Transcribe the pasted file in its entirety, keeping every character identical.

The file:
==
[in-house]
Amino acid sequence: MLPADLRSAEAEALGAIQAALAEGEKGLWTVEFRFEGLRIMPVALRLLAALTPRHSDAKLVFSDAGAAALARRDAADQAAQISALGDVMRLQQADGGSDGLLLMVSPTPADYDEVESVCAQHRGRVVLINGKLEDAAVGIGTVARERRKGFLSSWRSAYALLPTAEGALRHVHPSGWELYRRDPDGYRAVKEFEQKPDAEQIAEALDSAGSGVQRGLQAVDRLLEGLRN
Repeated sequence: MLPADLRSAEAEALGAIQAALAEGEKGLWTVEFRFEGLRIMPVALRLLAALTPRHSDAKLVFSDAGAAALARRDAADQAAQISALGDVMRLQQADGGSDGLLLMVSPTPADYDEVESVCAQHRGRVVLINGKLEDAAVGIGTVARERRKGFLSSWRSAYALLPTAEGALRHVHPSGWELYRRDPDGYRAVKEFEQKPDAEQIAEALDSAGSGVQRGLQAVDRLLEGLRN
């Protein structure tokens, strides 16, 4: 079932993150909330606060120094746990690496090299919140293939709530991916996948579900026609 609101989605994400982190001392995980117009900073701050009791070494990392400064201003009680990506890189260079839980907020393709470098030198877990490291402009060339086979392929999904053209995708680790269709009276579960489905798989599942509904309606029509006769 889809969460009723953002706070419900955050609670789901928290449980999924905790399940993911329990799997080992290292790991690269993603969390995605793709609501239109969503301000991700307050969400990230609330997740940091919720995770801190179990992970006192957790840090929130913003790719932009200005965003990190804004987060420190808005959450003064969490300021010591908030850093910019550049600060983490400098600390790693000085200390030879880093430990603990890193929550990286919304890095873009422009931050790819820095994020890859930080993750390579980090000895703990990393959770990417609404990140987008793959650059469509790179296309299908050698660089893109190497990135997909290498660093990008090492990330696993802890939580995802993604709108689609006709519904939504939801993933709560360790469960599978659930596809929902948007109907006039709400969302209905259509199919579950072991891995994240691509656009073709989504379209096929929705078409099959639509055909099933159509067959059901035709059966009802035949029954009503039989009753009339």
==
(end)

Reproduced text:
[in-house]
Amino acid sequence: MLPADLRSAEAEALGAIQAALAEGEKGLWTVEFRFEGLRIMPVALRLLAALTPRHSDAKLVFSDAGAAALARRDAADQAAQISALGDVMRLQQADGGSDGLLLMVSPTPADYDEVESVCAQHRGRVVLINGKLEDAAVGIGTVARERRKGFLSSWRSAYALLPTAEGALRHVHPSGWELYRRDPDGYRAVKEFEQKPDAEQIAEALDSAGSGVQRGLQAVDRLLEGLRN
Repeated sequence: MLPADLRSAEAEALGAIQAALAEGEKGLWTVEFRFEGLRIMPVALRLLAALTPRHSDAKLVFSDAGAAALARRDAADQAAQISALGDVMRLQQADGGSDGLLLMVSPTPADYDEVESVCAQHRGRVVLINGKLEDAAVGIGTVARERRKGFLSSWRSAYALLPTAEGALRHVHPSGWELYRRDPDGYRAVKEFEQKPDAEQIAEALDSAGSGVQRGLQAVDRLLEGLRN
């Protein structure tokens, strides 16, 4: 079932993150909330606060120094746990690496090299919140293939709530991916996948579900026609 609101989605994400982190001392995980117009900073701050009791070494990392400064201003009680990506890189260079839980907020393709470098030198877990490291402009060339086979392929999904053209995708680790269709009276579960489905798989599942509904309606029509006769 889809969460009723953002706070419900955050609670789901928290449980999924905790399940993911329990799997080992290292790991690269993603969390995605793709609501239109969503301000991700307050969400990230609330997740940091919720995770801190179990992970006192957790840090929130913003790719932009200005965003990190804004987060420190808005959450003064969490300021010591908030850093910019550049600060983490400098600390790693000085200390030879880093430990603990890193929550990286919304890095873009422009931050790819820095994020890859930080993750390579980090000895703990990393959770990417609404990140987008793959650059469509790179296309299908050698660089893109190497990135997909290498660093990008090492990330696993802890939580995802993604709108689609006709519904939504939801993933709560360790469960599978659930596809929902948007109907006039709400969302209905259509199919579950072991891995994240691509656009073709989504379209096929929705078409099959639509055909099933159509067959059901035709059966009802035949029954009503039989009753009339």